According to the Use of Force Review, Sgt. Mobley said he thought after Kevin fired his gun into the air, “I was going to be next,” or that Kevin would shoot rounds into McDonald’s.

Sgt. Mobley said he ‘fired three or four times’ at Kevin. After Kevin was still standing with the gun in his hand, Sgt. Mobley fired again, citing he was worried Kevin would turn and start firing at them, so he fired a second volley and stopped after Kevin fell to the ground.

In the Use of Force Review, Trooper Kay remembered Kevin looking at each of the Troopers and the officers present and said he was “pretty freaked out” when Kevin looked at him because his head and face were exposed. He thought if Kevin did shoot him, it would be fatal.

Trooper Kay said he heard the first gunshots but didn’t know if Sgt. Mobley was being shot at or another officer. At that point, he said he decided to pull the trigger, firing two shots at Kevin. After seeing Kevin still standing, he said he thinks he fired an additional four shots.

Kevin was shot 8 minutes after exiting his car.

In the Use of Force Review, Kevin Clarkson, the Attorney General of Alaska, cleared the Troopers of any wrongdoing, stating, “Based on the totality of the circumstances, both Sgt. Mobley’s and Trp. Kay’s belief that deadly force was necessary to stop an imminent danger to the lives of themselves, their fellow officers, and the people in the McDonald’s was reasonable. Sgt. Mobley’s and Trp. Kay’s use of deadly force was therefore legally justified in this situation.”

According to the medical examiner, Kevin had a blood alcohol concentration of .305 and his blood also contained Methamphetamine.

Lisa McEnutly said she wished the Troopers involved would have used non-lethal force.

“What I wish was different about that situation is that they exhausted all their alternatives before using lethal force,” Lisa said. “Actually talking to him, having a connection, and trying to understand his mental state at the time. Because he was asking for me, he was asking for police, and they just shot to kill. Lethal force.”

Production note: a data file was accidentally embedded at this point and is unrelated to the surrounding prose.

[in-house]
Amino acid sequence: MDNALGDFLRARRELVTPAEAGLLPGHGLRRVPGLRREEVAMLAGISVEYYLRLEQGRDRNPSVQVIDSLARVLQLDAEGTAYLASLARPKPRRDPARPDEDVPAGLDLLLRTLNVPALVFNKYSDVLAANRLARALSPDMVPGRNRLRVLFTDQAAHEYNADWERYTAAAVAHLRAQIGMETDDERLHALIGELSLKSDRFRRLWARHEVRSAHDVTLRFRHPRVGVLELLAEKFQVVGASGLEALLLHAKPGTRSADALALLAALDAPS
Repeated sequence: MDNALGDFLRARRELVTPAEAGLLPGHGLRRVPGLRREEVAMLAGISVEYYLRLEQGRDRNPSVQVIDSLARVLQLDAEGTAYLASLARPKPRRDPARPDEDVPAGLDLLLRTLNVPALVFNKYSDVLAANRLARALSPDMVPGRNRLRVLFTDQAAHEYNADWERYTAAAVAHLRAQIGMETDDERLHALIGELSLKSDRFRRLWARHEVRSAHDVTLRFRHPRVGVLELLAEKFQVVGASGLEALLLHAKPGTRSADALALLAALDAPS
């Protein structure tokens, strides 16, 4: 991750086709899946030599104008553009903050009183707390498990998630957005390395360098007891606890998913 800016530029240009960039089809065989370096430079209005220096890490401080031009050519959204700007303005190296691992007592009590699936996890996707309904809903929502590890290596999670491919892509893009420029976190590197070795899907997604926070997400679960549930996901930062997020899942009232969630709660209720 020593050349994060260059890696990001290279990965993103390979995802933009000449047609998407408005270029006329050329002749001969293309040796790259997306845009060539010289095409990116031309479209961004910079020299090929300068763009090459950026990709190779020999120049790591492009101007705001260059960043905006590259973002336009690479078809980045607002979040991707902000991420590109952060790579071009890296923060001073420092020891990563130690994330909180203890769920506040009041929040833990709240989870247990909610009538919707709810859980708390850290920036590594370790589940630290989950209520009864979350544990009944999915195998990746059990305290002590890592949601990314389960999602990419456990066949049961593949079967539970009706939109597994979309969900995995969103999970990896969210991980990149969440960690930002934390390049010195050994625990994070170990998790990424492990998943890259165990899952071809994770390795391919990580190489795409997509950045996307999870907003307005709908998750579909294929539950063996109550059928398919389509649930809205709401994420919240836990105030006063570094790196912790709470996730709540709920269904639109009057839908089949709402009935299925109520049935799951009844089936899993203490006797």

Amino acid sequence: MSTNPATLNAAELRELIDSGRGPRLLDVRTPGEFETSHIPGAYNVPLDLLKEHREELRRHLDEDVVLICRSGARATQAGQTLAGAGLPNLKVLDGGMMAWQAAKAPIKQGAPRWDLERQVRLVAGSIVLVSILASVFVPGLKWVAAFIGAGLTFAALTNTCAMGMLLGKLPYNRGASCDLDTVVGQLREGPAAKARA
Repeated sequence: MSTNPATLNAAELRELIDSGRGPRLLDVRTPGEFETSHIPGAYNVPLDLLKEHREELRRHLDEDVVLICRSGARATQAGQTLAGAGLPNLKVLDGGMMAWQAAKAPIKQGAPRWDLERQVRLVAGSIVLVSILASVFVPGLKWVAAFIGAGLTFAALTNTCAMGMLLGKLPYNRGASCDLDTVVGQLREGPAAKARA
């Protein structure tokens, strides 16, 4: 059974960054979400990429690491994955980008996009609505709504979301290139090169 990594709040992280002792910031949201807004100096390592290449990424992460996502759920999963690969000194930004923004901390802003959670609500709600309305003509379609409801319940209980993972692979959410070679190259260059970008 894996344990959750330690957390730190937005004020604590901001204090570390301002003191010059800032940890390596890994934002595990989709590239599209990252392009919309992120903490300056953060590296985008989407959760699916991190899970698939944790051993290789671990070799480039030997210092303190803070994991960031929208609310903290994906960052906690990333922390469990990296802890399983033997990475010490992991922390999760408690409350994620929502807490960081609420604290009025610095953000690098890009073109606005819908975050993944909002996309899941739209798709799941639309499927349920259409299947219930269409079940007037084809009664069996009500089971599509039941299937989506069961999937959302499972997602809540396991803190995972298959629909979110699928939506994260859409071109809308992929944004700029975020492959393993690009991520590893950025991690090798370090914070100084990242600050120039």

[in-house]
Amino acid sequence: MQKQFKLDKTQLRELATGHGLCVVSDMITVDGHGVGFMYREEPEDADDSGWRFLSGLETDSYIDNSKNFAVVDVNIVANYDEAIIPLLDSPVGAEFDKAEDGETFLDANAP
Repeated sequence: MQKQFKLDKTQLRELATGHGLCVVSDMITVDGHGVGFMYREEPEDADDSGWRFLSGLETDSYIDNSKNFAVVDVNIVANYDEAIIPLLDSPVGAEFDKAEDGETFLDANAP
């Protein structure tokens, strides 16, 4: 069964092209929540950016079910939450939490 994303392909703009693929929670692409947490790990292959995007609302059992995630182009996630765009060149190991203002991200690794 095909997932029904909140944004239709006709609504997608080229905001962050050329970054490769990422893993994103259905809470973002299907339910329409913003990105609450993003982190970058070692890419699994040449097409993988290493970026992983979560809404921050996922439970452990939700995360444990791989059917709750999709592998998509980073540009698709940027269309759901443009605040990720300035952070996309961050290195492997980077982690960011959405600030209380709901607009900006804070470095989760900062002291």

Lisa McEnulty said at the time, her husband was going through depression and had relapsed on drugs and alcohol. He also has a family history of suicide and had struggled with it for some time.

Lisa and others at the rally hope to change law enforcement encounters with someone struggling with suicide to be non-lethal.

“I heard them (on the police radio saying}) ‘he has a gun, he has a gun!’” Lisa explained, “Instead (of saying he has a gun) I would like them to communicate with each other and get a guideline… saying, ‘Ok, can we use rubber bullets? Can we talk to him? Can we get his wife here? Can we calm him down?’ That kind of guidelines.”

Crisis Now Framework

Those kinds of guidelines may be on the way. The Alaska Mental Health Trust Authority recently awarded grants of $930,000 to the Fairbanks community to improve the area’s response to mental health crises.

Those involved with the grant are working to develop a mobile crisis response team to be on scene when someone reports a mental health crisis.

According to the Mental Health Trust website, “Law enforcement and EMS response sometimes results in negative outcomes for the person experiencing the crisis, unnecessary violence, or additional trauma.”

Katie Baldwin-Johnson, the Senior Program Officer with the Alaska Mental Health Trust Authority explained, “Law enforcement, while they work very hard at their training in terms of responding and understanding mental health symptoms and situations, that’s not their primary role.”

The program is expected to be up and running by August of 2021. More info about the grant and the Crisis Now Framework can be found on the Alaska Mental Health Trust website.

Lisa McEnulty said she got a degree in social work and a minor in behavioral health to help others with trauma and mental health issues like her husband’s. She plans to remain an activist against law enforcement brutality and plans to go into law school next year.

Copyright 2021 KTVF. All rights reserved.